Stock Exchange: A Fresh Look at Health Care and Biotech

Each week the Stock Exchange highlights the results from different technical trading methods. We also provide contrast, and often dissent, from a fundamental analyst. It is always interesting when we find a pick where multiple methods agree. This week the entire group gives the nod to health care stocks, and there is even some fundamental support.


Our last Stock Exchange suggested that it might be time to buy the dip in IBM. The unusual agreement came because differing methods reached a similar conclusion. We see the same thing this week on health care, although the specific stock choices vary. Combined with the group endorsement of NVDA three weeks ago, we have an unusual streak. The stocks at Fortress Biotech look to be improving over time too, something worth looking into. Maybe the Stock Exchange discussion should be held around a campfire instead of before the poker game!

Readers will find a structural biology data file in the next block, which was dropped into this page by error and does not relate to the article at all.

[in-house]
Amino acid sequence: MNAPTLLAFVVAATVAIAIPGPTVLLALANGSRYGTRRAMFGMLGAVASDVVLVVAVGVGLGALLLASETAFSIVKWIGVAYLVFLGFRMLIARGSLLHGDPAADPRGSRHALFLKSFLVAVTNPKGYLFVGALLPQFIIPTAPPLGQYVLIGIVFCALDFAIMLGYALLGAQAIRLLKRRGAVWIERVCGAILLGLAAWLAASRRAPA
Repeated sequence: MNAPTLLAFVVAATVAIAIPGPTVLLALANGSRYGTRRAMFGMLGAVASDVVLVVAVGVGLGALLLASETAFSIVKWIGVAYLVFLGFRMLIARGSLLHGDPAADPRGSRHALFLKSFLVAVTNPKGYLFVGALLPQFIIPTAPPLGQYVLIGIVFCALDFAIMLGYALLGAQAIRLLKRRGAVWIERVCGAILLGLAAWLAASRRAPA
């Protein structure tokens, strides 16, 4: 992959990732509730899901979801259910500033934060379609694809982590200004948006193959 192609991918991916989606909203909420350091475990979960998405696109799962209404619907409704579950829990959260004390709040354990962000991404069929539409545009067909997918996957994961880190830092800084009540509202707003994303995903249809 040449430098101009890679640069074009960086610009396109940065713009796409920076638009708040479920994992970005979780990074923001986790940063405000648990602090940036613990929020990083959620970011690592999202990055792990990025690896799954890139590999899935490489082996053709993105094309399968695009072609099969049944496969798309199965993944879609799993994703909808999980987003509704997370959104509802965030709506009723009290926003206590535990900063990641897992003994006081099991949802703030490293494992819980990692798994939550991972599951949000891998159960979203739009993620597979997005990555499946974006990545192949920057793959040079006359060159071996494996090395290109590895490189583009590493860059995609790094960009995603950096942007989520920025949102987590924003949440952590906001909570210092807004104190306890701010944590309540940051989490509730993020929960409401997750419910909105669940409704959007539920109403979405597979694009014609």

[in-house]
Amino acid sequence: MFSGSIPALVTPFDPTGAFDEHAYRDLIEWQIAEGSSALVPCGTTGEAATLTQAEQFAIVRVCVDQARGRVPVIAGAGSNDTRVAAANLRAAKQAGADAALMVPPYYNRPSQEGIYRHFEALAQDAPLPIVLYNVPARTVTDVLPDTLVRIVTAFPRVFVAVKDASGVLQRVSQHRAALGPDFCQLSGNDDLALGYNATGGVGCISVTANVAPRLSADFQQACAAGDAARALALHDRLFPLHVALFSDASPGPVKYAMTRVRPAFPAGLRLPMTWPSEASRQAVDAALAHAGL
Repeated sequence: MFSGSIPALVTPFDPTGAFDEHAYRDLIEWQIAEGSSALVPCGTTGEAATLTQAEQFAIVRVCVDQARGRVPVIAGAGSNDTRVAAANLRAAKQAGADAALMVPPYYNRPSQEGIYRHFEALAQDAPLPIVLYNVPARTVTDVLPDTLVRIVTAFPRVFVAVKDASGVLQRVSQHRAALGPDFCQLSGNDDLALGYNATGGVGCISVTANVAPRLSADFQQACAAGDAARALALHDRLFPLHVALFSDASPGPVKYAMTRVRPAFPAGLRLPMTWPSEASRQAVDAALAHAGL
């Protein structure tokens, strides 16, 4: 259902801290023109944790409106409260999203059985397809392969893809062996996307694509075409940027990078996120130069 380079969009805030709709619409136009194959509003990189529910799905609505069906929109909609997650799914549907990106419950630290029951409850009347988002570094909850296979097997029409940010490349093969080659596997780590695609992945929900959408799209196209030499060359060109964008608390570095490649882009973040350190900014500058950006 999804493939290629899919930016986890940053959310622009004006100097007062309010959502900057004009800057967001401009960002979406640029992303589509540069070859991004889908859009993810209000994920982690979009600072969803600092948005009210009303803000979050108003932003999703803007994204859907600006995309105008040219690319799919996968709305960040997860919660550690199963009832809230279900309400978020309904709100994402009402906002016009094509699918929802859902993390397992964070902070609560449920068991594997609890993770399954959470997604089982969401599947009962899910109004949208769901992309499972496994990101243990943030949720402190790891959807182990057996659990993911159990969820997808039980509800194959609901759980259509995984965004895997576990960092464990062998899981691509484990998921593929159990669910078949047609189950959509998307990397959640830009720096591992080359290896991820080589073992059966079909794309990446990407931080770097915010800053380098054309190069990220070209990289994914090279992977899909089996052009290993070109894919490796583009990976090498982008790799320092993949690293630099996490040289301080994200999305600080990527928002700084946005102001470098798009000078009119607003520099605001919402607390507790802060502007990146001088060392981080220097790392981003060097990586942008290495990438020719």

Let’s turn to this week’s ideas.

This Week— A Fresh Look at Health Care?

Health care stocks started a decline when drug prices became a campaign issue. The weakness continued after the election. Uncertainty reigned. Would ObamaCare be repealed? Which health care stocks would survive the policy change? Recent political developments have not clarified the uncertainty, but some candidates are showing strength.

Let’s start with RoadRunner, who has an interesting, non-biotech pick.

Road Runner: I have discovered my favorite chart pattern in Align Technology (ALGN). Here is the rising channel and the current position at the bottom.

J: I keep asking you to earn your lizards by drawing the channel.

RR: Even though I cannot draw, I pecked out this chart:

J: Isn’t that a huge break of the channel in April? Shouldn’t we draw the channel to include that break? And this is another of your Wile E. Coyote stocks.

RR: I suppose you will once again invoke Chuck Carnevale and F.A.S.T. graphs.

J: How did you know? The fundamentals might catch up with your purchase in a few years. And here is a nice summary (Timothy Gornall at Seeking Alpha) of what the company does – bringing orthodontics to regular dentists.